“I want to live my life. I’m exhausted now.
He’s a good looking 21 year old man who loves to go out and play. My helper takes care of him.”
“He pulled my 15 year old daughter’s hair so badly that some of it came off in clumps. She was traumatized.”
“He also bit my thumb so badly that I had to be rushed to hospital to get sutures.
I used to beat him to discipline him in the past.”
“Now, I’m tired.”
“Please suggest some good residential center for people with autism.”
“We don’t know what to do with him anymore. He constantly asks us to say things in a certain way. He displays ritualistic behavior.
He used to go to school. But there also he got stuck with his behaviors.
The school tried their best to accommodate him. Finally they gave up.
Now we’re sick and tired of his ritualistic behavior.
We have to answer him- otherwise he gets stuck and doesn’t do anything the entire day.”
“Besides, we’re not getting younger. We’re both drained.”
“We are considering some residential facilities.”
“Our neighbours have started complaining. He banged the wall so hard- over a period of weeks, that he made a hole through it. Yes, he injured his hand but wouldn’t stop. He’s fixated with plans. Anything can start an aggressive bout.
I know he’s intelligent but we can’t break through.
Sometimes he throws furniture around. We have to get help to protect ourselves.”
“Let him just live his life and let us live our life.”
“Can you suggest a good residential center?
These are snippets of real conversations I’ve had with families.
A deep pain descends as I write this article.
I understand the parents’ situation.
I know the trauma. I’ve been through the hair pulling.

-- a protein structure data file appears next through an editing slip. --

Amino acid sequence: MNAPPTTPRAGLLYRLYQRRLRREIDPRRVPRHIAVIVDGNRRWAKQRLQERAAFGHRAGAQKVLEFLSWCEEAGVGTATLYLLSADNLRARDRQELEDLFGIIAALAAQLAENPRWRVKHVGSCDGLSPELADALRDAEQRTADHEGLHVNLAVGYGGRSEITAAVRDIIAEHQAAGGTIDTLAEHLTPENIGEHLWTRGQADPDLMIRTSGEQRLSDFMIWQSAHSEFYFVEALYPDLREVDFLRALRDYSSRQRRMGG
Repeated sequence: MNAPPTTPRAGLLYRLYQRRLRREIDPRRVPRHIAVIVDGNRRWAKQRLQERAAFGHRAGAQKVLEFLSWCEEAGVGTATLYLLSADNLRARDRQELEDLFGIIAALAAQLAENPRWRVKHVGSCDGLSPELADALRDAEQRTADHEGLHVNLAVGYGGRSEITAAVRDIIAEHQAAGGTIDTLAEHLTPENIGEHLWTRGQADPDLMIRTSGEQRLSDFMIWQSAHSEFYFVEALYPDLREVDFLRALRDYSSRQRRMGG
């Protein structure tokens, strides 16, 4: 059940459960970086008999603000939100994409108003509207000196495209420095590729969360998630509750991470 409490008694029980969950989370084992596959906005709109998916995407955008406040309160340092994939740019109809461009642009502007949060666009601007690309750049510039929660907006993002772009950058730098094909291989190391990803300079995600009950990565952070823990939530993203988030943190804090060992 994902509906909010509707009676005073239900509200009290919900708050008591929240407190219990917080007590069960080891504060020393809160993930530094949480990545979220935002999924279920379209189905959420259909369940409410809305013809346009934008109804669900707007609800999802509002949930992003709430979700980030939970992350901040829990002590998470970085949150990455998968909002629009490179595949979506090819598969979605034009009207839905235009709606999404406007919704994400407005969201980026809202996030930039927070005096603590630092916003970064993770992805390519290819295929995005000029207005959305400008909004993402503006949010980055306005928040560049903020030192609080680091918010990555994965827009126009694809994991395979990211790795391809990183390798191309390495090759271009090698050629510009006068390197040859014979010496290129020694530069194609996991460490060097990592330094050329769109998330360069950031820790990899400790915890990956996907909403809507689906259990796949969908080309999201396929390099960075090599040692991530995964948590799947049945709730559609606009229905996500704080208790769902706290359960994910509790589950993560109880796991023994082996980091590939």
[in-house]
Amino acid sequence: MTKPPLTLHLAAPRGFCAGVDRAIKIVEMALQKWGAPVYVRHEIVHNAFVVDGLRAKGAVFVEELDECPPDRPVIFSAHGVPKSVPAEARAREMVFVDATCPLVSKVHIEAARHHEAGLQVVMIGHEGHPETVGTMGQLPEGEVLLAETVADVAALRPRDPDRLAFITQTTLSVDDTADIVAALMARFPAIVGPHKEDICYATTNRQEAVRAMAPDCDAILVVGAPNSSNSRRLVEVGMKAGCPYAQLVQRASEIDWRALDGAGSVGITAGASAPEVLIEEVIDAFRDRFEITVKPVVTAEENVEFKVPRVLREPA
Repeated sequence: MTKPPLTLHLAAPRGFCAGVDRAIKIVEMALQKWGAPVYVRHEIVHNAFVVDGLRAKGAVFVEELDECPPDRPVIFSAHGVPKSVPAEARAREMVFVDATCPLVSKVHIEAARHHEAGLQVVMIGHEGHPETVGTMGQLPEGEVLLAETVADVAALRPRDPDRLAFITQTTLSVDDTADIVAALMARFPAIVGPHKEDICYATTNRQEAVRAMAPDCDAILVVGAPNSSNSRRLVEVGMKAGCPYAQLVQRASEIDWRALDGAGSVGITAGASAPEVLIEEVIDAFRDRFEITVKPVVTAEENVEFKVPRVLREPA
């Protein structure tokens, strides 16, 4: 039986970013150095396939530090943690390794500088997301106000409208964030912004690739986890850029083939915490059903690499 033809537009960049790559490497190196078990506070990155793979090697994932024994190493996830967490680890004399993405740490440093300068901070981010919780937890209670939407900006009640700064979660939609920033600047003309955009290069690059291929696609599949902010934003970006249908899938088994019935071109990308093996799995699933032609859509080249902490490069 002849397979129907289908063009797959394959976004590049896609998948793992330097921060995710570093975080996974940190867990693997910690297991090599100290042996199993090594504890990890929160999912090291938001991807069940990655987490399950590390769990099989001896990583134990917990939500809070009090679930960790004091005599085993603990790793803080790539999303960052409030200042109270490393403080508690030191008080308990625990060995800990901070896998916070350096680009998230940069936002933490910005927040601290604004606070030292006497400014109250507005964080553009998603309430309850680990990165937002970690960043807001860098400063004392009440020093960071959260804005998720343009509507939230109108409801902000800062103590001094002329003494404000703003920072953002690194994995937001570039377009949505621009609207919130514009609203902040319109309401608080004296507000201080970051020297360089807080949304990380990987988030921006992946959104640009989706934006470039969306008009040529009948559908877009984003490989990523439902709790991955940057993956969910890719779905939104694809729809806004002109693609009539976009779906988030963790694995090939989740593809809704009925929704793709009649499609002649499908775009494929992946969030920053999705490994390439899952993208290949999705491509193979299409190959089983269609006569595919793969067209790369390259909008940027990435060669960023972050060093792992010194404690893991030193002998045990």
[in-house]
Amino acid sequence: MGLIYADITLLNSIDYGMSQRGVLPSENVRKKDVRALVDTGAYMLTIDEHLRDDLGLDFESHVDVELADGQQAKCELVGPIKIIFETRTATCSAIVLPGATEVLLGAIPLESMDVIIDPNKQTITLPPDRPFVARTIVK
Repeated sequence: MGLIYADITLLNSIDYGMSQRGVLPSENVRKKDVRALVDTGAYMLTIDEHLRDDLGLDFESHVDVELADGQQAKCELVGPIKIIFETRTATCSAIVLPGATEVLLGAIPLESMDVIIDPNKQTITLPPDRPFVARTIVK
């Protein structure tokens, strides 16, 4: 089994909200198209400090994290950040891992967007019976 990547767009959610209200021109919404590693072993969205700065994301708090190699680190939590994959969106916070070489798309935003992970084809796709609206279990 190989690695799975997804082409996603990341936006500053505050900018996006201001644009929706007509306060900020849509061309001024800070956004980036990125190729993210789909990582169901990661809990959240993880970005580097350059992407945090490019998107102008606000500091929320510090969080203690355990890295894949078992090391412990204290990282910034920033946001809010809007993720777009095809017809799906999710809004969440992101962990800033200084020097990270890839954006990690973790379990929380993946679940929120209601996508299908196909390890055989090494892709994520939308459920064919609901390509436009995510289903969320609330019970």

I’ve had to have stitches and have a crooked forefinger to show for it.
So I’m not judging parental choices here.
All I’m saying is: Before you make a life changing decision like this try to build a relationship with your child.
It’s taken years to build up to such a painful situation, hasn’t it?
Years of effort from you- where things became worse instead of better.
Years of being judged by people about your parenting abilities.
Years of aggression followed by feelings of being drained and traumatized.
You’ve already been through so much.
Can you give yourself one more year?
One year to understand your child and build a relationship with him.
Trust me, it’s not asking for too much.
A year will just fly by.
In this one year you can:
1. Build a relationship with your child.
All these years, you’ve taught your child skills and language.
That’s not bad at all.
But do you know who he is? Not just the autism or his excesses and deficits. Not just the speech (or lack of it). Not the amount of eye contact he gives you and the skills he has.
But who is he as a person?
I was with a towering 6 footer yesterday. He acted up a little. With his brute strength he could swat me away like a fly.
I looked him straight in the eye and told him I could see through him. He should behave himself, as what he did didn’t bother me.
We spent the next 45 minutes making pasta and listening to his favorite music.
He behaved like a gentle giant. We connected emotionally.